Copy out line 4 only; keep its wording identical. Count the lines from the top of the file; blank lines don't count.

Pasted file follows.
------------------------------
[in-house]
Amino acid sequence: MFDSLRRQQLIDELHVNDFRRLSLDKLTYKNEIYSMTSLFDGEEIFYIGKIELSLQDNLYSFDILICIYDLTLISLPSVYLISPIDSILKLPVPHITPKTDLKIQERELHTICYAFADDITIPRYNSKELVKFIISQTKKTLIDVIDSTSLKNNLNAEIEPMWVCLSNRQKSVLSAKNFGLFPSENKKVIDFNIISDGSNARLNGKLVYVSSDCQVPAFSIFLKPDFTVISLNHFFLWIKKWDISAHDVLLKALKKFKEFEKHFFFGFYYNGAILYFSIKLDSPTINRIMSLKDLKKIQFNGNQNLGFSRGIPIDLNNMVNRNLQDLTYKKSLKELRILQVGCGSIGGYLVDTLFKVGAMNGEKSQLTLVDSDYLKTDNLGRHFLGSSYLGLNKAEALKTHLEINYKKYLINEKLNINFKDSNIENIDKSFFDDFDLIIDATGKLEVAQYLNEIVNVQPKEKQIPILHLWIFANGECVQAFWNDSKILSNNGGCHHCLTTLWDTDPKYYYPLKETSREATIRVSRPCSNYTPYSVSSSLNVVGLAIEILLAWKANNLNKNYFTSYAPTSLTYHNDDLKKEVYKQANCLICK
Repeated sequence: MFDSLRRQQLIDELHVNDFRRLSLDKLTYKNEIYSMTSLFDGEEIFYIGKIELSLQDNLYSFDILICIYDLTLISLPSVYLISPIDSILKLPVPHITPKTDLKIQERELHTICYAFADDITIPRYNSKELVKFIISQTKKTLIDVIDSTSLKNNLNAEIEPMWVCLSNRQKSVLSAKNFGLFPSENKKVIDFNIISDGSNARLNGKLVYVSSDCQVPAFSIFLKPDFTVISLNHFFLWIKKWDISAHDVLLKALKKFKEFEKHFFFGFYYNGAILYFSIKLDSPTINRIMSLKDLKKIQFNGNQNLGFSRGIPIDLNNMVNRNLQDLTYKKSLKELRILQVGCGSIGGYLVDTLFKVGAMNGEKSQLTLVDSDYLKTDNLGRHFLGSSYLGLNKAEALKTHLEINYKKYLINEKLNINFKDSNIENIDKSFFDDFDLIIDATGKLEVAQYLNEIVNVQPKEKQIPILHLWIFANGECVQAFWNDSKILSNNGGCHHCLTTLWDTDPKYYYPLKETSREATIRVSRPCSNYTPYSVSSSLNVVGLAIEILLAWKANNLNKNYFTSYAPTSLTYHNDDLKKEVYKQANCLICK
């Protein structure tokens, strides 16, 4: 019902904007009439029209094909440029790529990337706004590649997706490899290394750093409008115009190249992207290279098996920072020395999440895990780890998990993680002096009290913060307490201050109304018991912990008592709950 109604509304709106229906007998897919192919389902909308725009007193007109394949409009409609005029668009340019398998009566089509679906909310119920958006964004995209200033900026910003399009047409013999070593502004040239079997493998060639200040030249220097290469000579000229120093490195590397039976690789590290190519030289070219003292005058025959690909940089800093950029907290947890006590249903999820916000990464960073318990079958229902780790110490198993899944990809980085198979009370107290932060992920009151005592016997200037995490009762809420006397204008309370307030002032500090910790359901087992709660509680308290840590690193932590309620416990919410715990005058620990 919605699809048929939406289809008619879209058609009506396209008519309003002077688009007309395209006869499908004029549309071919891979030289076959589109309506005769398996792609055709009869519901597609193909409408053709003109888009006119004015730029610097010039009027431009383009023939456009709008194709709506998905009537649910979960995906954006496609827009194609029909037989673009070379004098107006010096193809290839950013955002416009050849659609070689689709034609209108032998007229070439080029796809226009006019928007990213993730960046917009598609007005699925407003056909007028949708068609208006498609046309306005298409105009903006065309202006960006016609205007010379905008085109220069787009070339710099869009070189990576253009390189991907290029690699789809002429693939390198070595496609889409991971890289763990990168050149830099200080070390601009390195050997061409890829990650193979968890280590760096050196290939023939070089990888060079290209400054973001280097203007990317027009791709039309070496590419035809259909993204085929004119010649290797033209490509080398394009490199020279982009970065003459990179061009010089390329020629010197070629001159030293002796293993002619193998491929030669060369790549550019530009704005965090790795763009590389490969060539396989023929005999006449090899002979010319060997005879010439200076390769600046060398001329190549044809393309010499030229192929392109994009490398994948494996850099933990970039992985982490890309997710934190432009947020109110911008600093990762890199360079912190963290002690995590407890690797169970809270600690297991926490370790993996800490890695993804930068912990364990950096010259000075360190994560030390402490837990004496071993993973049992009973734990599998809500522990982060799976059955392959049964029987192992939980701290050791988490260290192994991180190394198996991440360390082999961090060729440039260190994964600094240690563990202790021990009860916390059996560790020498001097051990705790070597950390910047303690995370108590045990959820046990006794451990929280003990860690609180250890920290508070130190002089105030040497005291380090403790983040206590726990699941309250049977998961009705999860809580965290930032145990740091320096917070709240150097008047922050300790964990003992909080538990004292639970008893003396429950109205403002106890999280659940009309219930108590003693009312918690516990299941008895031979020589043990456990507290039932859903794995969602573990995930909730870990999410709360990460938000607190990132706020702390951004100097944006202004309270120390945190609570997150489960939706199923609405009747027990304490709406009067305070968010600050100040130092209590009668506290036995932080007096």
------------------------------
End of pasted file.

């Protein structure tokens, strides 16, 4: 019902904007009439029209094909440029790529990337706004590649997706490899290394750093409008115009190249992207290279098996920072020395999440895990780890998990993680002096009290913060307490201050109304018991912990008592709950 109604509304709106229906007998897919192919389902909308725009007193007109394949409009409609005029668009340019398998009566089509679906909310119920958006964004995209200033900026910003399009047409013999070593502004040239079997493998060639200040030249220097290469000579000229120093490195590397039976690789590290190519030289070219003292005058025959690909940089800093950029907290947890006590249903999820916000990464960073318990079958229902780790110490198993899944990809980085198979009370107290932060992920009151005592016997200037995490009762809420006397204008309370307030002032500090910790359901087992709660509680308290840590690193932590309620416990919410715990005058620990 919605699809048929939406289809008619879209058609009506396209008519309003002077688009007309395209006869499908004029549309071919891979030289076959589109309506005769398996792609055709009869519901597609193909409408053709003109888009006119004015730029610097010039009027431009383009023939456009709008194709709506998905009537649910979960995906954006496609827009194609029909037989673009070379004098107006010096193809290839950013955002416009050849659609070689689709034609209108032998007229070439080029796809226009006019928007990213993730960046917009598609007005699925407003056909007028949708068609208006498609046309306005298409105009903006065309202006960006016609205007010379905008085109220069787009070339710099869009070189990576253009390189991907290029690699789809002429693939390198070595496609889409991971890289763990990168050149830099200080070390601009390195050997061409890829990650193979968890280590760096050196290939023939070089990888060079290209400054973001280097203007990317027009791709039309070496590419035809259909993204085929004119010649290797033209490509080398394009490199020279982009970065003459990179061009010089390329020629010197070629001159030293002796293993002619193998491929030669060369790549550019530009704005965090790795763009590389490969060539396989023929005999006449090899002979010319060997005879010439200076390769600046060398001329190549044809393309010499030229192929392109994009490398994948494996850099933990970039992985982490890309997710934190432009947020109110911008600093990762890199360079912190963290002690995590407890690797169970809270600690297991926490370790993996800490890695993804930068912990364990950096010259000075360190994560030390402490837990004496071993993973049992009973734990599998809500522990982060799976059955392959049964029987192992939980701290050791988490260290192994991180190394198996991440360390082999961090060729440039260190994964600094240690563990202790021990009860916390059996560790020498001097051990705790070597950390910047303690995370108590045990959820046990006794451990929280003990860690609180250890920290508070130190002089105030040497005291380090403790983040206590726990699941309250049977998961009705999860809580965290930032145990740091320096917070709240150097008047922050300790964990003992909080538990004292639970008893003396429950109205403002106890999280659940009309219930108590003693009312918690516990299941008895031979020589043990456990507290039932859903794995969602573990995930909730870990999410709360990460938000607190990132706020702390951004100097944006202004309270120390945190609570997150489960939706199923609405009747027990304490709406009067305070968010600050100040130092209590009668506290036995932080007096």